The variety show

Tonight's starter, Erik Bedard, brings a cast of four pitches to the mound

Mazzone likes his repertoire, and Bedard is still improving

Orioles opener

April 02, 2007|By Roch Kubatko | Roch Kubatko,Sun reporter

As players and media filed into the Orioles' clubhouse yesterday before a workout at Camden Yards, available space melting away like patches of snow on a sunny afternoon, pitching coach Leo Mazzone stood in a hallway and delivered a statement that should prove chilling to opposing teams on this year's schedule.

Asked about Erik Bedard, who starts tonight's opener in Minnesota, Mazzone said, "Let me put it to you this way: In all the years that I've been coaching, Erik has the best three or four pitches of any left-hander I've ever had the privilege of coaching. That pretty much says it all."

And then some.

The words are spoken by a man with a tattoo on his arm that reads "14 straight," a reference to the division titles won by the Atlanta Braves while he worked in their organization. A man who has tutored Tom Glavine, Steve Avery, Denny Neagle and Mike Hampton, just to name four lefties with solid-to-spectacular credentials.

Apparently, they can all move over for Bedard, the designated ace of the Orioles' staff who continues to draw high strikeout totals and high praise.

"I've had guys with two pitches, but he's got four," Mazzone said. "He's got a fastball that he can work a couple of different ways. He's got a great breaking ball and an improving changeup. It's the best assortment of pitches I've ever sat and watched or coached. Plus, he's so consistent with, not only his work ethic, but his routine, what he does between starts. He's very well organized and he's top-shelf."

Bedard won't be the best pitcher in tonight's game, not with the Twins starting two-time Cy Young Award winner Johan Santana, but the gap between them appears to be shrinking.

"He's pretty close," catcher Ramon Hernandez said. "He's got the velocity. He could pitch every day. He's a strong guy. And he's got a strong mentality, also. I think it's pretty close."

Reliever Jamie Walker said: "The sky's the limit on the kid. He's very polished at a young age and he's competitive. He's our ace. He's lights out. He had a good year last year, and hopefully he can continue it or improve."

The numbers posted by Bedard in spring training suggest that he's heading in the right direction. In six starts, he went 2-1 with a 1.96 ERA, allowed 17 hits, walked six and struck out 24 in 23 innings.

"I was very happy," Bedard said. "I wish they would count for the regular season, though."

Hernandez hasn't noticed a drastic difference in Bedard's stuff from last season to this spring. It's always been the same, even back to when he ranked as the organization's top prospect before undergoing ligament-reconstructive surgery in his left elbow in September 2002.

It's the results that are improving, according to the people closest to him.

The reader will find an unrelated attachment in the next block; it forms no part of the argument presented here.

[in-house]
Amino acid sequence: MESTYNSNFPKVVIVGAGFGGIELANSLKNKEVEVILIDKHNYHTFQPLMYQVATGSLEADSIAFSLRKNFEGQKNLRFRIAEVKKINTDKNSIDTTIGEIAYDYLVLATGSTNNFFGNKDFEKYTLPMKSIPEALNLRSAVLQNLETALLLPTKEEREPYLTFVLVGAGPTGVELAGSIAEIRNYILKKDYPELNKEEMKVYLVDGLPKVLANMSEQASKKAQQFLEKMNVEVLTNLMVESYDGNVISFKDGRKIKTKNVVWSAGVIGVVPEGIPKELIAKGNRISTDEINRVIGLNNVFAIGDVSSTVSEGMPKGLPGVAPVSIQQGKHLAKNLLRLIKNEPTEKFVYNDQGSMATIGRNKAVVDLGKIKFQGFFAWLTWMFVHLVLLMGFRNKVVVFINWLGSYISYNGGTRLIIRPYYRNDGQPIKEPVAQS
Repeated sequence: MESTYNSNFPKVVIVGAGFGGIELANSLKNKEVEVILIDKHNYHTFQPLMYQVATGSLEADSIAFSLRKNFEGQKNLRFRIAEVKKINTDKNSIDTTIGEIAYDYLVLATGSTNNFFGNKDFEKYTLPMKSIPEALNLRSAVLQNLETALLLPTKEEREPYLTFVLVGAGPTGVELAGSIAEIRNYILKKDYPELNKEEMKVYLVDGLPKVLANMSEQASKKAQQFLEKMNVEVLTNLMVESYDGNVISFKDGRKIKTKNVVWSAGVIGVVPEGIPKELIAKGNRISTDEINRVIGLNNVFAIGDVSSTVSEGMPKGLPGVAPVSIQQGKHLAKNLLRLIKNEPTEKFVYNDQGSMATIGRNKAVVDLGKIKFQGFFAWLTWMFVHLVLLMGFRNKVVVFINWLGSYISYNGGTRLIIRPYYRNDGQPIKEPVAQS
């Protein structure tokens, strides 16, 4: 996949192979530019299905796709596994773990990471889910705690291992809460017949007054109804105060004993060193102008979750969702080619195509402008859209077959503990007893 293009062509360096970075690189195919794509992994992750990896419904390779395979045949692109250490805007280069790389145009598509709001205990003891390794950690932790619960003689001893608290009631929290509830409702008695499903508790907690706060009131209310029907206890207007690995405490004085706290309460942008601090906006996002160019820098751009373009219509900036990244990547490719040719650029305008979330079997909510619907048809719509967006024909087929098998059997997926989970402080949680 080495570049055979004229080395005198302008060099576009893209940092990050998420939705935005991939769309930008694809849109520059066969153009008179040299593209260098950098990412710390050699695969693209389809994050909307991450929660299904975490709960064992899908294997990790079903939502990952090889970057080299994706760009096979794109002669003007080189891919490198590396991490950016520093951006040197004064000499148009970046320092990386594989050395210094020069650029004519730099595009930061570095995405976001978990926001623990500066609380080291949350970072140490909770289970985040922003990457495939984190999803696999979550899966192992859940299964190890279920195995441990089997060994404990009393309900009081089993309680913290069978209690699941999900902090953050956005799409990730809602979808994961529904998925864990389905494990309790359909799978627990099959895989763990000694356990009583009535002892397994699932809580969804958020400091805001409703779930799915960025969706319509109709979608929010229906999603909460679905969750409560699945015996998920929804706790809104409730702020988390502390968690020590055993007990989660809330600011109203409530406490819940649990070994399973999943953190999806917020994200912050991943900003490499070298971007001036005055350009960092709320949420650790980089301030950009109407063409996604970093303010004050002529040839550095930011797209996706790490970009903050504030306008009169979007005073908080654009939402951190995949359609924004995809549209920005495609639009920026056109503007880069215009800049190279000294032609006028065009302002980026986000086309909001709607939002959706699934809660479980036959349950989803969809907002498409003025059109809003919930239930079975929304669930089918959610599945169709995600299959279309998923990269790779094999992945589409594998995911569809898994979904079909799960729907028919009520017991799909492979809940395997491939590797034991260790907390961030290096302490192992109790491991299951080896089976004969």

"He's just got more experience now," Hernandez said. "He's learning how to pitch."

Mazzone needed a crash course on Bedard last spring because the left-hander represented Canada in the World Baseball Classic and missed valuable time with his new coach. But what Mazzone saw early on made a lasting impression. He didn't have to baby-sit Bedard. The focus stayed on pitching.

"He impressed me with what he knew about the game," Mazzone said, "and now he has the confidence to go with it."

Bedard is the first left-hander to start an opener for the Orioles since Jimmy Key in 1997. If the task fazes him in the least, his apprehension is concealed by one of the best poker faces in baseball.

Rather than come across as excited, Bedard seems almost bored with the assignment, which typifies his low-key personality. Check the opponent's lineup, then check Bedard's pulse.

"The biggest thing is pitching against a big Cy Young guy like Johan," he said. "I'll just go out there and pitch, and hopefully, I don't give up too many runs and we're able to win the game.

"It's a great honor to start the season off as the ace. But like I said before, it's only one game. After that, you probably won't pitch against another ace from another club, so it really doesn't make a difference."

As Bedard sat in the home dugout and fielded more questions, his teammates continued to take batting practice, shag fly balls and count down the hours before the games begin to matter.

"As far as predictions go, I can't predict anything. Baseball's a long season," Walker said. "We've got to stay healthy. If we stay healthy, that'll give us a good shot because we've got a lot of good guys here and we're going to play the game hard from the first bell to bell 162. And hopefully we'll get extra credit after that."

Melvin Mora said: "It was a long spring training. We're ready to play baseball. Everybody's excited. And we're going to be facing one of the best pitchers in baseball."

So are the Twins. That much, the Orioles are sure about.

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